Woodbridge, we hardly knew ye…

Discover startlingly innovative wines and Childrens’ Comfort Foods during THE FIRST SIP weekend at Woodbridge…

Have you heard about one of Lodi’s newer “boutique” wineries:  Woodbridge by Robert Mondavi?

We kid you not, since April Fool’s is in April, not November.  If you’re planning to cover the Lodi winefront during THE FIRST SIP weekend this coming November 13-14, it might be a good idea to set aside a few minutes to visit the giant Woodbridge winery (yes, it’s built to process a quarter of what Lodi grows, and over 8 million cases of wine each year) and taste their lineup of boutique style wines (no more than 200 cases of each) made from decidedly cutting-edge grapes like Vermentino, Verdelho, Malvasia and Marsanne.

You may not have heard of he small, innovative side of Woodbridge, but make no mistake:  these wines are go-o-od.

After all, we are reminded by Todd Zieman, Woodbridge’s Director of Winemaking, “Robert Mondavi was an innovator, and a visionary.  He not only wanted to produce the best wines in the world, he also wanted to produce the best affordable wines in the world.”  Hence, the Woodbridge winery, established in the bountiful region surrounding Mondavi’s hometown of Lodi (contrary to popular opinion, Napa Valley’s most famous figure was not born and raised north of the Bay, but rather east of the Delta!).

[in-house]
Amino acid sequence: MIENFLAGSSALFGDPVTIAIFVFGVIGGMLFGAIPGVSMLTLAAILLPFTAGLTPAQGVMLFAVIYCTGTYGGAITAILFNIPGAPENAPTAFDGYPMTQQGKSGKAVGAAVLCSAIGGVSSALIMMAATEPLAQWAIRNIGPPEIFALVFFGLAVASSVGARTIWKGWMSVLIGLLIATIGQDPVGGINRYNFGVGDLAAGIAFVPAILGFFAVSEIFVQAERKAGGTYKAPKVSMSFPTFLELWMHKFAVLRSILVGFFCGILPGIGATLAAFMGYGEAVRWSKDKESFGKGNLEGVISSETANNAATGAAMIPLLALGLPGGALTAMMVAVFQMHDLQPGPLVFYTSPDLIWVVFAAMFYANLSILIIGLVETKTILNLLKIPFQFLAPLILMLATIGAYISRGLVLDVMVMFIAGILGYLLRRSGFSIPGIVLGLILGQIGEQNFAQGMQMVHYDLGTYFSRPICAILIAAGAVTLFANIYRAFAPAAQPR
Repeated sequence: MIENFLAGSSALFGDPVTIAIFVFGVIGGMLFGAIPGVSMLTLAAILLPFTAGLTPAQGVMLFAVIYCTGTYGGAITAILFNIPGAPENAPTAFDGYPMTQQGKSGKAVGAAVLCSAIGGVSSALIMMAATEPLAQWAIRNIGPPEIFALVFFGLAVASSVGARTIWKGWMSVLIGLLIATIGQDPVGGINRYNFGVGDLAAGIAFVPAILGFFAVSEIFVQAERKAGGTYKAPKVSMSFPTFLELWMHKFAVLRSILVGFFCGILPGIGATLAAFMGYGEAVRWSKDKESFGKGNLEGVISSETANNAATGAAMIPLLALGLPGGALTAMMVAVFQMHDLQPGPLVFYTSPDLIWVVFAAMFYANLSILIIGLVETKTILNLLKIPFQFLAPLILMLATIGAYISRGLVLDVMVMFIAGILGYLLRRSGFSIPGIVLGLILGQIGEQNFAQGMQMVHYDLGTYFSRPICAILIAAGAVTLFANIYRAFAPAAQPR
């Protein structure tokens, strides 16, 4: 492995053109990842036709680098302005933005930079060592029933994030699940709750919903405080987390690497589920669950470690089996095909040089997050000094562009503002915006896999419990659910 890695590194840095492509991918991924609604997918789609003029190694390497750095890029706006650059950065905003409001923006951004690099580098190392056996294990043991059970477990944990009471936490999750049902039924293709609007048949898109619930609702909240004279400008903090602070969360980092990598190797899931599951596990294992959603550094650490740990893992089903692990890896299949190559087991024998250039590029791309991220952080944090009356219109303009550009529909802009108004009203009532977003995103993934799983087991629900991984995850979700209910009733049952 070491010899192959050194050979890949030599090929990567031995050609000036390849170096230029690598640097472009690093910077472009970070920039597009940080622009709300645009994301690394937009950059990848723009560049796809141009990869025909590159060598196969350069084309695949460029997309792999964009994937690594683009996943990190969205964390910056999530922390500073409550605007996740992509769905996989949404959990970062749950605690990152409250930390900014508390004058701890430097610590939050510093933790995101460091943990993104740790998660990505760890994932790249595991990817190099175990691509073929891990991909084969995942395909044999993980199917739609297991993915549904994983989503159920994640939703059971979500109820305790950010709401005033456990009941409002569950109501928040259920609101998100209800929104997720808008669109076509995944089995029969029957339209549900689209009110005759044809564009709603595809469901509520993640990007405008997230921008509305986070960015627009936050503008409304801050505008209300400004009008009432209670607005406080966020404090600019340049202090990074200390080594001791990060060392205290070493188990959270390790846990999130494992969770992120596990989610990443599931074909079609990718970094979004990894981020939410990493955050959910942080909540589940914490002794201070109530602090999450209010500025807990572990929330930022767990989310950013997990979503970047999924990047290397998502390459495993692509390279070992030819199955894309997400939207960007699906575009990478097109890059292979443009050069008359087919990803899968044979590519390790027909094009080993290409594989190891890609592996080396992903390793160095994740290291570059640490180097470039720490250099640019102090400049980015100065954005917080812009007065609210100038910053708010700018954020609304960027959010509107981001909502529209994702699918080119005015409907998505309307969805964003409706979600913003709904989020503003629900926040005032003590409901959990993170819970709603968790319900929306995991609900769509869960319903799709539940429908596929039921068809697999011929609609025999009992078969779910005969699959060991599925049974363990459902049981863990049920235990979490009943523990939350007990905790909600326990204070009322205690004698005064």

Todd Zieman, Woodbridge's Director of Winemaking, Lodi native


To achieve the first part of Mr. Mondavi’s vision, Zieman (also born and raised in Lodi) and his crack team of winemakers craft small batches of finer specialty wines loosely classified as Section 29; not in reference to wines made from secret recipes handed down from aliens; but rather, to an actual section of federal law on the books since Prohibition that has always allowed families to legally produce up to 200 gallons of wine for themselves, without having to apply for a permit.

Unlike traditional Section 29 wines, however, Woodbridge’s are also sold to the public (not that rules actually prevented grapegrowing families from “sharing” their vinous wealth in exchange for a little transaction), but only at the Woodbridge tasting room at 5950 E. Woodbridge Rd.

Woodbridge's Giving Garden